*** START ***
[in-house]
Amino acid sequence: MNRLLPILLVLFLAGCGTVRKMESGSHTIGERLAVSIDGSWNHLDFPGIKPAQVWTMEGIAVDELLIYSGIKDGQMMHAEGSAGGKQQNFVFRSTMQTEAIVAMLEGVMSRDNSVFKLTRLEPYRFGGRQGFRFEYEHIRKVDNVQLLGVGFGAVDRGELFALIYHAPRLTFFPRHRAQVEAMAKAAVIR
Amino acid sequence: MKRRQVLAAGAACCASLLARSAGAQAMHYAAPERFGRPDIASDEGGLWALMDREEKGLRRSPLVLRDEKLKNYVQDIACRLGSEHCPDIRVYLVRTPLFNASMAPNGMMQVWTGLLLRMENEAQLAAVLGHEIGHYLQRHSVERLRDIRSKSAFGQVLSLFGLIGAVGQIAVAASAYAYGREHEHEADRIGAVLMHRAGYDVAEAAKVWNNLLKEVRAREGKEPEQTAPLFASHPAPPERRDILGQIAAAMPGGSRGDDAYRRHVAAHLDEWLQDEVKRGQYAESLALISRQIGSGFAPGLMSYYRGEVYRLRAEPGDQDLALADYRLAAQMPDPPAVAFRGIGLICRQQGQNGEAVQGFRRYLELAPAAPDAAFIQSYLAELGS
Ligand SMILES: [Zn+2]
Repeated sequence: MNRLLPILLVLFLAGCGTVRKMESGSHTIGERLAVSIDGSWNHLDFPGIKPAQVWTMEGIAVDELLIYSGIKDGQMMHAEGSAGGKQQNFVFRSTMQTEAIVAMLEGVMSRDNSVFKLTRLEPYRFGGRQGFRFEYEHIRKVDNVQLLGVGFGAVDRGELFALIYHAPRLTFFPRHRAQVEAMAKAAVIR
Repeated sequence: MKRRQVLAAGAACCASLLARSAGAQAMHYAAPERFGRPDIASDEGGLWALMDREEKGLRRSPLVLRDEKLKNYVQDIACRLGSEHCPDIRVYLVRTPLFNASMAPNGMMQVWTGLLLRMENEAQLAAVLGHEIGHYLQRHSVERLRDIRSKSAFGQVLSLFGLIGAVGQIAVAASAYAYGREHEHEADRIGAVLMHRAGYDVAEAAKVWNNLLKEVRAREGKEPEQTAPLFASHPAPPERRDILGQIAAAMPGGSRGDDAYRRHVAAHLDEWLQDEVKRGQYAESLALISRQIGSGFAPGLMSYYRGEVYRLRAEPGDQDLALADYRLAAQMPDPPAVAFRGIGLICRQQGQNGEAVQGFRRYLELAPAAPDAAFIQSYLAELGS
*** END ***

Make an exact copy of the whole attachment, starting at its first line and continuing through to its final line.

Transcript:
[in-house]
Amino acid sequence: MNRLLPILLVLFLAGCGTVRKMESGSHTIGERLAVSIDGSWNHLDFPGIKPAQVWTMEGIAVDELLIYSGIKDGQMMHAEGSAGGKQQNFVFRSTMQTEAIVAMLEGVMSRDNSVFKLTRLEPYRFGGRQGFRFEYEHIRKVDNVQLLGVGFGAVDRGELFALIYHAPRLTFFPRHRAQVEAMAKAAVIR
Amino acid sequence: MKRRQVLAAGAACCASLLARSAGAQAMHYAAPERFGRPDIASDEGGLWALMDREEKGLRRSPLVLRDEKLKNYVQDIACRLGSEHCPDIRVYLVRTPLFNASMAPNGMMQVWTGLLLRMENEAQLAAVLGHEIGHYLQRHSVERLRDIRSKSAFGQVLSLFGLIGAVGQIAVAASAYAYGREHEHEADRIGAVLMHRAGYDVAEAAKVWNNLLKEVRAREGKEPEQTAPLFASHPAPPERRDILGQIAAAMPGGSRGDDAYRRHVAAHLDEWLQDEVKRGQYAESLALISRQIGSGFAPGLMSYYRGEVYRLRAEPGDQDLALADYRLAAQMPDPPAVAFRGIGLICRQQGQNGEAVQGFRRYLELAPAAPDAAFIQSYLAELGS
Ligand SMILES: [Zn+2]
Repeated sequence: MNRLLPILLVLFLAGCGTVRKMESGSHTIGERLAVSIDGSWNHLDFPGIKPAQVWTMEGIAVDELLIYSGIKDGQMMHAEGSAGGKQQNFVFRSTMQTEAIVAMLEGVMSRDNSVFKLTRLEPYRFGGRQGFRFEYEHIRKVDNVQLLGVGFGAVDRGELFALIYHAPRLTFFPRHRAQVEAMAKAAVIR
Repeated sequence: MKRRQVLAAGAACCASLLARSAGAQAMHYAAPERFGRPDIASDEGGLWALMDREEKGLRRSPLVLRDEKLKNYVQDIACRLGSEHCPDIRVYLVRTPLFNASMAPNGMMQVWTGLLLRMENEAQLAAVLGHEIGHYLQRHSVERLRDIRSKSAFGQVLSLFGLIGAVGQIAVAASAYAYGREHEHEADRIGAVLMHRAGYDVAEAAKVWNNLLKEVRAREGKEPEQTAPLFASHPAPPERRDILGQIAAAMPGGSRGDDAYRRHVAAHLDEWLQDEVKRGQYAESLALISRQIGSGFAPGLMSYYRGEVYRLRAEPGDQDLALADYRLAAQMPDPPAVAFRGIGLICRQQGQNGEAVQGFRRYLELAPAAPDAAFIQSYLAELGS